Stemborers are major pests of maize and sorghum in tropical Africa. Various management approaches to stemborer control are being sought with emphasis on those that are environmentally sound, sustainable and economically feasible. Studies reported in this thesis were conducted to explore the potential of employing habitat management techniques to enhance the effectiveness of stemborer parasitoids. Emphasis was placed on the chemical and behavioural ecology of stemborer parasitoids in a diversified system that consisted of the stemborer host plants, maize and sorghum, stemborers and a non-host plant, molasses grass ( Melinis minutiflora ).
Olfactometric studies on the stimuli involved in long-range foraging behaviour of the parasitoids Cotesia sesamiae and Dentichasmias busseolae revealed that host plant volatiles play a major role in guiding searching parasitoids to habitats that harbour their hosts. Volatiles from herbivore-injured plants were the most attractive. Sorghum was more attractive to the parasitoids than maize. Molasses grass volatiles were attractive to C. sesamiae but repellent to D. busseolae . Combining host plants and molasses grass did not have an additive effect of increasing the response of the parasitoids. Local growth conditions influenced the volatile blend produced by molasses grass grown in two different locations in Kenya, Thika and Mbita. This was manifested by their differential attractiveness to C. sesamiae . Dentichasmias busseolae did not discriminate between host species at a distance based on the volatiles released by infested host plants. Headspace analyses of volatiles emitted by uninfested and infested host plants and molasses grass grown at Thika and Mbita, revealed qualitative differences in their compositions. Infested host plants released a richer volatile blend than the uninfested host plants. Most of the compounds identified in the herbivore-injured plants were previously reported to play a role in parasitoid recruitment. Molasses grass from Thika had a number of its identified compounds that were similar to some in the blend of infested host plants. These compounds might have played a role in attracting C. sesamiae . Molasses grass from Mbita had very few compounds common to the other plants.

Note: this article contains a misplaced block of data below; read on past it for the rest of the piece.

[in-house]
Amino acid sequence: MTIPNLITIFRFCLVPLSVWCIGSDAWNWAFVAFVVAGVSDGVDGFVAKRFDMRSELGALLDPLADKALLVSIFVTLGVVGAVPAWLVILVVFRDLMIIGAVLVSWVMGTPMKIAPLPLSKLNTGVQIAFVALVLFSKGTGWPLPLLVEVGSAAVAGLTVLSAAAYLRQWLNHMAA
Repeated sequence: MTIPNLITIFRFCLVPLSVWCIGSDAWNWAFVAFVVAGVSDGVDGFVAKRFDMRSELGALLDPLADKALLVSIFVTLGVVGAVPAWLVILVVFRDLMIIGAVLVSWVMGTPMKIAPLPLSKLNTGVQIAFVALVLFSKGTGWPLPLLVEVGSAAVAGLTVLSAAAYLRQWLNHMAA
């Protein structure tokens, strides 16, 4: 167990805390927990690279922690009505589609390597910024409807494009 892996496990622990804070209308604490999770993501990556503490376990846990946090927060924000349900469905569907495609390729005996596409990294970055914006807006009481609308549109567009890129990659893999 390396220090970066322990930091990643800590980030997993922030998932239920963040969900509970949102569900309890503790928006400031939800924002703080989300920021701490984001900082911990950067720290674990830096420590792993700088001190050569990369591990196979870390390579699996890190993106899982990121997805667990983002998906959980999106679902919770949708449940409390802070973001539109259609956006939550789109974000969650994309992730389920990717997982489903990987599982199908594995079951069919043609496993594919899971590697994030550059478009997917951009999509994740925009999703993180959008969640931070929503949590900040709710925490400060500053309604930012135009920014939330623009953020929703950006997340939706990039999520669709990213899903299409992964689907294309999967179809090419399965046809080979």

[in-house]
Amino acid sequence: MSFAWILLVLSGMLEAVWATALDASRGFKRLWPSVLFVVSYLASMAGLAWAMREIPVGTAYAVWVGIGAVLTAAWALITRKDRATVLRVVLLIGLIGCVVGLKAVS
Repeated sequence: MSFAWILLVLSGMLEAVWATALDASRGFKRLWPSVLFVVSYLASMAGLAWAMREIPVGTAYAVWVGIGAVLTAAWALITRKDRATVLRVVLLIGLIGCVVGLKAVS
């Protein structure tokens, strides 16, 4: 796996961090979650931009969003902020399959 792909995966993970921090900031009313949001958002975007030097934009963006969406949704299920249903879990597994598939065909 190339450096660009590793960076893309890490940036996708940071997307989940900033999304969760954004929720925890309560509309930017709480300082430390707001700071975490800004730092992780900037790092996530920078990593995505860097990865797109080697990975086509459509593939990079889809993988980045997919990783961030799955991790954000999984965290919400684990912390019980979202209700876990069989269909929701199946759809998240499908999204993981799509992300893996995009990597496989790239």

Semi-field studies on the close-range searching behaviour of C. sesamiae showed that the parasitoid was not arrested by molasses grass although the grass had previously been demonstrated to be attractive to this parasitoid. The presence of molasses grass in a patch with host plants did not interfere with the foraging behaviour of D. busseolae . Both parasitoids recognized host plants at close range and were arrested on infested host plants where they spent most of their time engaged in host searching activities. Field studies showed that stemborer densities were lower in the intercrop than in the monocrop, while diversifying the habitat with molasses grass had no effect on stemborer parasitism. Larval and pupal parasitism was 2.1 and 11.0% in the monocrop compared to 2.0 and 9.8% in the intercrop.
The main conclusion of this thesis is that intercropping maize or sorghum with molasses grass does not enhance the foraging behaviour of stemborer parasitoids. Molasses grass seems to be of more importance to the herbivore than the parasitoids. Hence, to clearly understand why stemborer densities were lower in the intercrop than the monocrop, future studies should focus on the interrelations between molasses grass, stemborers and host plants.
|Qualification||Doctor of Philosophy|
|Award date||18 Mar 2003|
|Place of Publication||[S.I.]|
|Publication status||Published - 2003|
- stem borers
- animal behaviour
- melinis minutiflora
- host plants
- vegetation management
- trophic levels